Who knew that among her talents, actress Tori Spelling is a CMU magnet. Three stars in VH1's "so noTORIous" (10 tonight), loosely based on Spelling's life, are graduates of Carnegie Mellon University.
Green Tree native Zachary Quinto (CMU class of '99, Central Catholic class of '95) stars as Spelling's best friend; James Carpinello ('96) plays her roommate; and Brennan Hesser ('03) plays another friend. In the first two episodes, CMU grad Joe Manganiello ('00), who grew up in Mt. Lebanon, guest stars as Spelling's love interest.
"They do sometimes talk about, 'Remember that class?' or 'Remember that teacher?' but it's fine," Spelling said about being odd-woman-out in some on-set reminiscences. "They're all so talented."
Quinto, whose most prominent part to date was as CTU computer analyst Adam Kaufman in season three of "24," gets the juiciest role as Spelling's gay Iranian Muslim best friend, Sasan, a character based on Spelling's real-life best friend, Mehran.
"You want to respect and honor [the real-life person] as much as you can while giving it your own spin in that unique situation," said Quinto, whose ethnicity is half-Irish and half-Italian.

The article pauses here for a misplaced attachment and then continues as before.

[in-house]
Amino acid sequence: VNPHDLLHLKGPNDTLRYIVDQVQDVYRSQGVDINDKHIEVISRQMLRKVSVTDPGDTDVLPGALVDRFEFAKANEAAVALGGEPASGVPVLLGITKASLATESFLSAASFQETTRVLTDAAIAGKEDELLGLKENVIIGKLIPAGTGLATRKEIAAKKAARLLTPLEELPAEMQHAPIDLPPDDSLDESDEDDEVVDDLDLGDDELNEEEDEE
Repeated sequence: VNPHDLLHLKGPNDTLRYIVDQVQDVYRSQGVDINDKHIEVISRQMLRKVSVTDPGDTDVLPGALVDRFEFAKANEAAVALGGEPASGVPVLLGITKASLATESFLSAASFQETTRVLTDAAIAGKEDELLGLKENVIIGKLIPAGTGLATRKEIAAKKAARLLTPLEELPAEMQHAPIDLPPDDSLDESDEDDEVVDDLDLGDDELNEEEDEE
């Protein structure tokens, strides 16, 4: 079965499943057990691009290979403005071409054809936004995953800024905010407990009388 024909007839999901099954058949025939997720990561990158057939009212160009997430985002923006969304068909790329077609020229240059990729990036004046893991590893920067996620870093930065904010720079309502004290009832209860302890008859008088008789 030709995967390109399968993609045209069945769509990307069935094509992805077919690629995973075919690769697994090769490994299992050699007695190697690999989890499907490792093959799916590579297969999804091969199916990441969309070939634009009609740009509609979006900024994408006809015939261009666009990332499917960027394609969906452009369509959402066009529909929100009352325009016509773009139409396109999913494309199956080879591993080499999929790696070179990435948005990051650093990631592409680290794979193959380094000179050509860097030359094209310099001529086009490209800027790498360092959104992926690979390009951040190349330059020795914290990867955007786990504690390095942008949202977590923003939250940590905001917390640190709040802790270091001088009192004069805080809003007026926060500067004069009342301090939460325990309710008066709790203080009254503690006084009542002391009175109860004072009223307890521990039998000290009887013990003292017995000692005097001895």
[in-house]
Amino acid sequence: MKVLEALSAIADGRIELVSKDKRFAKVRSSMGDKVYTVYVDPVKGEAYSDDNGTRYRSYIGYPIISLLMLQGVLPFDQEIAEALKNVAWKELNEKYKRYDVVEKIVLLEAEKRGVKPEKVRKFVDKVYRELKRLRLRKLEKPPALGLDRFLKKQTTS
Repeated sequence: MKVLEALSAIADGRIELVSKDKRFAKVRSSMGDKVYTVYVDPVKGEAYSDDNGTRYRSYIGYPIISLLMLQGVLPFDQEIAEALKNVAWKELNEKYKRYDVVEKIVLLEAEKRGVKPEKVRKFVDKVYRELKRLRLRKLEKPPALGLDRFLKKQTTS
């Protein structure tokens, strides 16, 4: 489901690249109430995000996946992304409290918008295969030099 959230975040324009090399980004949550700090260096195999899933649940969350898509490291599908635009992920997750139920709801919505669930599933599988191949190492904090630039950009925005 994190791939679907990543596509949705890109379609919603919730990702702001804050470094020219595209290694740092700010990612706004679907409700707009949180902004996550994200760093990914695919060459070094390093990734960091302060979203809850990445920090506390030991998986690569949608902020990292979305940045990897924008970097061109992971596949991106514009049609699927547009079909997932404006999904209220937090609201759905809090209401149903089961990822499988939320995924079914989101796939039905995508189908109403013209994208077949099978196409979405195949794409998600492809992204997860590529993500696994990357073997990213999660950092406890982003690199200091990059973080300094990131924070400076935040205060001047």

"so noTORIous" was developed a year ago for NBC, which passed on the show. Actors' contracts had to be renegotiated when VH1 picked up the series. (Basic cable shows generally pay actors less than broadcast network series.)
"Going into the renegotiation process, I was expecting a much more drastic situation," Quinto said. "VH1 really stepped up to the plate in ways I wasn't sure they'd be able to."
Gretchen Berg, who grew up in Franklin Park before attending Northwestern University, called on her summer internship experience at WTAE while writing/executive-producing the new WB series "Pepper Dennis" (9 p.m. Tuesday, WCWB).
Rebecca Romijn stars as the title character, a Chicago TV news reporter who's climbing her way to the top of the TV news business.
Berg said the makeup room at WTAE was the place people went to "download their day." She incorporated that location into "Pepper Dennis," using it as a gathering spot much as Central Perk did on "Friends."
"It's almost like a girl's bathroom in high school," Berg said. "You go and get out the gossip for the day."
Berg said she and writing partner Aaron Harberts set "Pepper" in Chicago because they needed a market that made Pepper's top-market dreams just beyond her grasp.
"I know there is a show [we'll do] that will take place in Pittsburgh someday," Berg said. "I love it there. Every time I go home, it's just so beautiful. And 'The Guardian' did it so well. It's such a film-friendly city."